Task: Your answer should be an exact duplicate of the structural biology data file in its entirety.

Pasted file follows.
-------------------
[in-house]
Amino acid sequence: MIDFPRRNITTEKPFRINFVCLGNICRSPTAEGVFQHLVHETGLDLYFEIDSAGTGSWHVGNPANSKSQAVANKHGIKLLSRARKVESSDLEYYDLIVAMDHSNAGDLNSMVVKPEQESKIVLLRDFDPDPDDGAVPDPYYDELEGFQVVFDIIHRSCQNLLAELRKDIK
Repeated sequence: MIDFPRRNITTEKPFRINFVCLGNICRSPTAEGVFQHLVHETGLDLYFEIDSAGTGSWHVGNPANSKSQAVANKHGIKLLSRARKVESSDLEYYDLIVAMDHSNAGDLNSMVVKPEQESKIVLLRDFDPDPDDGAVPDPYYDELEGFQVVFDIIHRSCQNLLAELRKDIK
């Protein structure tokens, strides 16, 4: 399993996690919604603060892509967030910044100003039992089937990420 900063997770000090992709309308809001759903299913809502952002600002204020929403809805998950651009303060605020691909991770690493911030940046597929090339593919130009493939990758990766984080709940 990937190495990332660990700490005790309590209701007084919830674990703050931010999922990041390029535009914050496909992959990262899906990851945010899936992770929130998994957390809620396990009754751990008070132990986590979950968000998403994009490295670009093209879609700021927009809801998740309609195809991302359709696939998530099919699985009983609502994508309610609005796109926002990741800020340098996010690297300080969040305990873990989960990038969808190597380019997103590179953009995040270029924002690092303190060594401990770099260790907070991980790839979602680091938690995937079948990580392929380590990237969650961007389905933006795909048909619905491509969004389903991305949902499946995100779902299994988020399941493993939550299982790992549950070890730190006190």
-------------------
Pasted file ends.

[in-house]
Amino acid sequence: MIDFPRRNITTEKPFRINFVCLGNICRSPTAEGVFQHLVHETGLDLYFEIDSAGTGSWHVGNPANSKSQAVANKHGIKLLSRARKVESSDLEYYDLIVAMDHSNAGDLNSMVVKPEQESKIVLLRDFDPDPDDGAVPDPYYDELEGFQVVFDIIHRSCQNLLAELRKDIK
Repeated sequence: MIDFPRRNITTEKPFRINFVCLGNICRSPTAEGVFQHLVHETGLDLYFEIDSAGTGSWHVGNPANSKSQAVANKHGIKLLSRARKVESSDLEYYDLIVAMDHSNAGDLNSMVVKPEQESKIVLLRDFDPDPDDGAVPDPYYDELEGFQVVFDIIHRSCQNLLAELRKDIK
């Protein structure tokens, strides 16, 4: 399993996690919604603060892509967030910044100003039992089937990420 900063997770000090992709309308809001759903299913809502952002600002204020929403809805998950651009303060605020691909991770690493911030940046597929090339593919130009493939990758990766984080709940 990937190495990332660990700490005790309590209701007084919830674990703050931010999922990041390029535009914050496909992959990262899906990851945010899936992770929130998994957390809620396990009754751990008070132990986590979950968000998403994009490295670009093209879609700021927009809801998740309609195809991302359709696939998530099919699985009983609502994508309610609005796109926002990741800020340098996010690297300080969040305990873990989960990038969808190597380019997103590179953009995040270029924002690092303190060594401990770099260790907070991980790839979602680091938690995937079948990580392929380590990237969650961007389905933006795909048909619905491509969004389903991305949902499946995100779902299994988020399941493993939550299982790992549950070890730190006190």